While working in a large Animal Shelter, I had contact with thousands of opossums! Thank goodness, a few years ago the County ceased accepting trapped wildlife so, people had to learn to live peacefully with Opossums.
Lots of people think that Opossums are aggressive due to their big mouths and 50 sharp teeth! Actually, Opossums are solitary, gentle and placid animals. Adults are normally quite slow moving and will only open their mouth to show their teeth and hiss when fearful. They don’t initiate aggression. They will retreat whenever possible.
Opossums are actually very beneficial to our areas. They are omnivores, so that they eat both meat and vegetation. They are essentially scavengers, cleaning up the rotten fruit and debris in our lawns, as well as carrion (dead road kill, etc.) They will eat insects, snails, slugs, worms, berries, nuts, grass, leaves and pet food. They are quite flexible and make due with whatever food and water is available. Just about every lawn has Opossums walking around at night. Trust me, they’re not a threat to you or your pets.
Adult Opossums are about the size of an adult cat. The tail can be 9″ to 21″ long. They use their thick, prehensile tail to scale and sometimes to carry leaves, etc.. Opossums can live in trees however, the adults can’t hang by their tails while they sleep. Opossums will make a den in any dark, quiet location. They don’t put much effort into creating a home.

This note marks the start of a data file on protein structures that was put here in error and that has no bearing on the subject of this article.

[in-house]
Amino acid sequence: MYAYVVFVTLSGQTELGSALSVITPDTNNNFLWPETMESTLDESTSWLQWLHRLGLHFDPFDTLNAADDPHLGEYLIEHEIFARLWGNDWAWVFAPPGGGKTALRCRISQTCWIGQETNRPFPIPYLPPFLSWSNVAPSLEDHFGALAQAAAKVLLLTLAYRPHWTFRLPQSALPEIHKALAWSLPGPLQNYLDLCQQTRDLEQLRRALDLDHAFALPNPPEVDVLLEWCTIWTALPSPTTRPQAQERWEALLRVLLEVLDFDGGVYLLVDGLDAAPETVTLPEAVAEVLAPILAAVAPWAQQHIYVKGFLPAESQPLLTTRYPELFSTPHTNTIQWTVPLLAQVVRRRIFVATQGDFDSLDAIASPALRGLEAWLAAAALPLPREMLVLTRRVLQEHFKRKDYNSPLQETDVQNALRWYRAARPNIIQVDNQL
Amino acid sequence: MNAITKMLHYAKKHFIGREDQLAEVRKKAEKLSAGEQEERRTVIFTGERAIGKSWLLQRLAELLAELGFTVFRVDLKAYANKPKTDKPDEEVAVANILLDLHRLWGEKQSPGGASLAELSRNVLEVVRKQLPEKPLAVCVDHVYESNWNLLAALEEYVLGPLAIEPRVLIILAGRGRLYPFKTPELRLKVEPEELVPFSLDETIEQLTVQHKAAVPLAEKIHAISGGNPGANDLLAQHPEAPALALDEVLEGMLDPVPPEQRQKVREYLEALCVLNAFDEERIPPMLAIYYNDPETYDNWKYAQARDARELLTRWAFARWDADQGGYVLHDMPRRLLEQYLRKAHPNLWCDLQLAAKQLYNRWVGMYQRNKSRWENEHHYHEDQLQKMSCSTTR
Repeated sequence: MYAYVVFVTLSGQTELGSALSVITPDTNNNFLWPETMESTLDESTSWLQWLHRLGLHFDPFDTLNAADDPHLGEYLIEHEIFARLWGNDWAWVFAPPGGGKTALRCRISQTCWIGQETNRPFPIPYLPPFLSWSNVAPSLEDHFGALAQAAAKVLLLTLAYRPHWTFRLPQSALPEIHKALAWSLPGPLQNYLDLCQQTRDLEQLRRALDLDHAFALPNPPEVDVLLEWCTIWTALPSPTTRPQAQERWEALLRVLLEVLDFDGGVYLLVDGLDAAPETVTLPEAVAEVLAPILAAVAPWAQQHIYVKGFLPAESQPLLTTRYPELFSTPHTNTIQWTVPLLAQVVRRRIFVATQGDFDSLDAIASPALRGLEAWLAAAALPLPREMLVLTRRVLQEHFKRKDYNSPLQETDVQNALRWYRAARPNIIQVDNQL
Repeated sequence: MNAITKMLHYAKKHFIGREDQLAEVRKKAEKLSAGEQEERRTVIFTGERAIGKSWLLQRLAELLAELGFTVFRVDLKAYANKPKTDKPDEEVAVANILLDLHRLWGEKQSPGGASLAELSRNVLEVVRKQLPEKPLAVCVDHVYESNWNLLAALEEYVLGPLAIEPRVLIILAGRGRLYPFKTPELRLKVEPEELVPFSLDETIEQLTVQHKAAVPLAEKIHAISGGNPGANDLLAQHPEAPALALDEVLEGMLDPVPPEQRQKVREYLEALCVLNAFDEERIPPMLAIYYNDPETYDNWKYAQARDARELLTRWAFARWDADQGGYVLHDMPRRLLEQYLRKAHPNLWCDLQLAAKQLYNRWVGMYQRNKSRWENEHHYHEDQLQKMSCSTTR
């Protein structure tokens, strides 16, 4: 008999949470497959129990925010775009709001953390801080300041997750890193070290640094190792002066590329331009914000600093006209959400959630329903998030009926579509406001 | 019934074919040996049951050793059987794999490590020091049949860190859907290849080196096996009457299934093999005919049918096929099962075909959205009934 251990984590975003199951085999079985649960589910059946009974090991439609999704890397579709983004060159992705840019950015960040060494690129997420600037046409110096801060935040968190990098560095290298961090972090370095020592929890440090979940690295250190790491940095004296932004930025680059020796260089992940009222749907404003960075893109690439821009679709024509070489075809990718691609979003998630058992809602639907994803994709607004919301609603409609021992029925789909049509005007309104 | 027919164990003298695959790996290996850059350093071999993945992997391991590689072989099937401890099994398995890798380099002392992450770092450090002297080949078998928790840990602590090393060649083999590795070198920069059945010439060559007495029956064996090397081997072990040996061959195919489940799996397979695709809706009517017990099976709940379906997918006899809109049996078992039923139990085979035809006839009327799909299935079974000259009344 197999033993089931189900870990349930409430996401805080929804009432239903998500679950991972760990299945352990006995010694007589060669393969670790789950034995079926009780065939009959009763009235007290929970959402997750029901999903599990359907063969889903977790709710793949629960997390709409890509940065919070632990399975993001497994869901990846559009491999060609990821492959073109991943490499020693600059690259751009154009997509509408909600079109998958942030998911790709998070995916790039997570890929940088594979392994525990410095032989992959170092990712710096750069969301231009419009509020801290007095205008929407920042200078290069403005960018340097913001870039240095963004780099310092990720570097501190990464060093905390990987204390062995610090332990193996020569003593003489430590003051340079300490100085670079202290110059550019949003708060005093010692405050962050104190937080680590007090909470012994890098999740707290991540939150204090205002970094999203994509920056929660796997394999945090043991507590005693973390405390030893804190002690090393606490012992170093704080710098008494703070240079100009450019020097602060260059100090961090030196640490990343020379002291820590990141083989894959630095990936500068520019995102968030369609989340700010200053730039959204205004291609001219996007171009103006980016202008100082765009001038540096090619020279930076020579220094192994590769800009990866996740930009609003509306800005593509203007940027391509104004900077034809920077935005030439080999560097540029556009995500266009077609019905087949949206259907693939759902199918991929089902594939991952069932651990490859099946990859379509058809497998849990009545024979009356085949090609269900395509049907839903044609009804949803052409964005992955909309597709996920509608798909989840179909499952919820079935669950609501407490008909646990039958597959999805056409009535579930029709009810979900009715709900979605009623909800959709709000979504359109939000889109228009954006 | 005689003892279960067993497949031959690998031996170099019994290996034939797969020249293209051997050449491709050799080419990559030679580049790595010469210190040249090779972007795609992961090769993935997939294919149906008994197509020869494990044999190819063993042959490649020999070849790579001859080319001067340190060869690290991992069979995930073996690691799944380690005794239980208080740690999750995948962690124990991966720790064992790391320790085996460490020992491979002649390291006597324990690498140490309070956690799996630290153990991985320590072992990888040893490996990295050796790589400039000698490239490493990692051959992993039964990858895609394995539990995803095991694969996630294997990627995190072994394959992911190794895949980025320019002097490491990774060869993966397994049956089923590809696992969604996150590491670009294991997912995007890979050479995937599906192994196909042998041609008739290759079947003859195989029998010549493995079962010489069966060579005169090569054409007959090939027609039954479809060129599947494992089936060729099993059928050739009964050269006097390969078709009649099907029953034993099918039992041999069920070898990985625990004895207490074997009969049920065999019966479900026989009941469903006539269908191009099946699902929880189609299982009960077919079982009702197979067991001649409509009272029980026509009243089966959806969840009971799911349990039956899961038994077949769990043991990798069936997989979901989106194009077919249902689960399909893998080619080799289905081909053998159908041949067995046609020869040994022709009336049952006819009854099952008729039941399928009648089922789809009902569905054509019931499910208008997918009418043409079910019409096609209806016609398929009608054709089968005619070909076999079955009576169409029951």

Opossums are North America’s only marsupial mammal (female that has a pouch for carrying her young).
The Opossum’s breeding season is from February to June. They become adults and begin breeding at @ 1 year old. They can have 1 – 2 litters per season, depending upon the climate. The gestation (time from conception to birth) is only 12 – 14 days. The mother has 13 teats and that’s the maximum number of infants she can nurse. Usually, 13 babies will not make it in the pouch and of the ones that do, only about 3 to 6 will make it to weaning age. The infants are born undeveloped embryos. They’re just about 1/4″ long and about the size of a Honey Bee. After they are born, they scoot into the mothers pouch where they latch onto a teat. After the babies latch on, the teat swells and elongates and they stay there constantly.
The infants are weaned at 2-3 months old and are considered juveniles. At this time they are 6″ to 7″ long. They become independent of their mother when they are 6 – 12 months old and about 7″ to 10″ long. They become mating adults when they’re @ 1 year old. The adult males are larger than the females.
When Opossums are extremely frightened, they can go into an involuntary “shock – like” or “fainting state.” They first wake up by wiggling their ears.
When they are unconscious, they usually have an open mouth and appear to be dead.
Opossums just live 2 – 4 years. They’ve a lot of predators! Between individuals, cars, cats, dogs, owls and bigger wildlife, Opossums do not survive very long.
So, the next time you see one roaming around at night, try to look the other way. They really aren’t as bad as they look. If they are bothersome you can call Wildlife Control Service Port St Lucie to humanely relocate them.